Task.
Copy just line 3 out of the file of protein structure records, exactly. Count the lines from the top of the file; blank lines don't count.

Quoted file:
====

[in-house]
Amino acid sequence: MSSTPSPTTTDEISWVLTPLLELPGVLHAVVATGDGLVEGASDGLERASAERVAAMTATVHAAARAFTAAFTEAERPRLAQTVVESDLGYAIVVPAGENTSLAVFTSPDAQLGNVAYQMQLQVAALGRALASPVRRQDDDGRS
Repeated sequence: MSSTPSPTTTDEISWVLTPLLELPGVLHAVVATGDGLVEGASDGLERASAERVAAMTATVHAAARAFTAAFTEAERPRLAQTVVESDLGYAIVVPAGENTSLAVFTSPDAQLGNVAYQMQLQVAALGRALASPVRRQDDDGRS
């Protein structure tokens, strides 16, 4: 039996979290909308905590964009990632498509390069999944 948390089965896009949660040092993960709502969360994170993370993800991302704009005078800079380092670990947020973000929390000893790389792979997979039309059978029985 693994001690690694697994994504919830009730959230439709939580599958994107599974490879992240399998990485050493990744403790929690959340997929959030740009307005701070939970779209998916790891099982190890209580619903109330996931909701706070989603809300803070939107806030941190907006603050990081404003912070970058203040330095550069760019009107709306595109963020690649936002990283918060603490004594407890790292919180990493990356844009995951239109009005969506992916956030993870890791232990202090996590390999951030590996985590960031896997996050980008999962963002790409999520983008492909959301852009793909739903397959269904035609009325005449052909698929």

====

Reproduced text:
Repeated sequence: MSSTPSPTTTDEISWVLTPLLELPGVLHAVVATGDGLVEGASDGLERASAERVAAMTATVHAAARAFTAAFTEAERPRLAQTVVESDLGYAIVVPAGENTSLAVFTSPDAQLGNVAYQMQLQVAALGRALASPVRRQDDDGRS